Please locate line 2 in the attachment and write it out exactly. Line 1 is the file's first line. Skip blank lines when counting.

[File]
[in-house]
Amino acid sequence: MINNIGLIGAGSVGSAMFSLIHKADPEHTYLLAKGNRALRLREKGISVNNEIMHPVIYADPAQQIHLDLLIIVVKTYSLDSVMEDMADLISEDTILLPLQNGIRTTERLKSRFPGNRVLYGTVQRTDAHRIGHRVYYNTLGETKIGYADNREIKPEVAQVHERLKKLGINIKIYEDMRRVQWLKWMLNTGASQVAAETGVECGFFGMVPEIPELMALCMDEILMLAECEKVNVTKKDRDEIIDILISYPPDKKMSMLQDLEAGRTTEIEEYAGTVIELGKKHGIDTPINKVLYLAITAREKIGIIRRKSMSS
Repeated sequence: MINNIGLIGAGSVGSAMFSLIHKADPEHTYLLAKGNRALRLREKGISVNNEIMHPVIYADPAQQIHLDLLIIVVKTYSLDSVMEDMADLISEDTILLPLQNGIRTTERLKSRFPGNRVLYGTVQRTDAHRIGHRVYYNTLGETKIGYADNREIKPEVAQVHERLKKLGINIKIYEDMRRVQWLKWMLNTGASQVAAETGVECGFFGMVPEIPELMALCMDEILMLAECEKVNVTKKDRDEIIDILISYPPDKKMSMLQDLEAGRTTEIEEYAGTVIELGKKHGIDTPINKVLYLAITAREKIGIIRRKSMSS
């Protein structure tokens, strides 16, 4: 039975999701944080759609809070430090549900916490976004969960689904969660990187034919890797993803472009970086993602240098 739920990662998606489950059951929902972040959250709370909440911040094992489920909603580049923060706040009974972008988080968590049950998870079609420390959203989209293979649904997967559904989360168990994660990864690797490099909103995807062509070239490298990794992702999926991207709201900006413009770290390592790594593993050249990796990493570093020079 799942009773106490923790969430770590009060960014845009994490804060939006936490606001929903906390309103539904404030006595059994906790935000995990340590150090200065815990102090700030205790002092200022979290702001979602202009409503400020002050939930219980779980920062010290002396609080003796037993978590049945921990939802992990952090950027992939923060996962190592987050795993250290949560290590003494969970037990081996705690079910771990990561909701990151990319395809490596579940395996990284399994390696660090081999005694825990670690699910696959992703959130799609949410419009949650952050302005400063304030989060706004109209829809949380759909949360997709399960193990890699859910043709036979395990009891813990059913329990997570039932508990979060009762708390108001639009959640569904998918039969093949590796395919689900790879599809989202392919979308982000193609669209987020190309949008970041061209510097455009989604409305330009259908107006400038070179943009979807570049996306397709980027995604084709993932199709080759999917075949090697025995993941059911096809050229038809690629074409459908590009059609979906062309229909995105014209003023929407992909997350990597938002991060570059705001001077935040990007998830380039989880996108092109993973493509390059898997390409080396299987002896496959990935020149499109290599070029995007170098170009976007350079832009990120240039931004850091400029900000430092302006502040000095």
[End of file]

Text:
Amino acid sequence: MINNIGLIGAGSVGSAMFSLIHKADPEHTYLLAKGNRALRLREKGISVNNEIMHPVIYADPAQQIHLDLLIIVVKTYSLDSVMEDMADLISEDTILLPLQNGIRTTERLKSRFPGNRVLYGTVQRTDAHRIGHRVYYNTLGETKIGYADNREIKPEVAQVHERLKKLGINIKIYEDMRRVQWLKWMLNTGASQVAAETGVECGFFGMVPEIPELMALCMDEILMLAECEKVNVTKKDRDEIIDILISYPPDKKMSMLQDLEAGRTTEIEEYAGTVIELGKKHGIDTPINKVLYLAITAREKIGIIRRKSMSS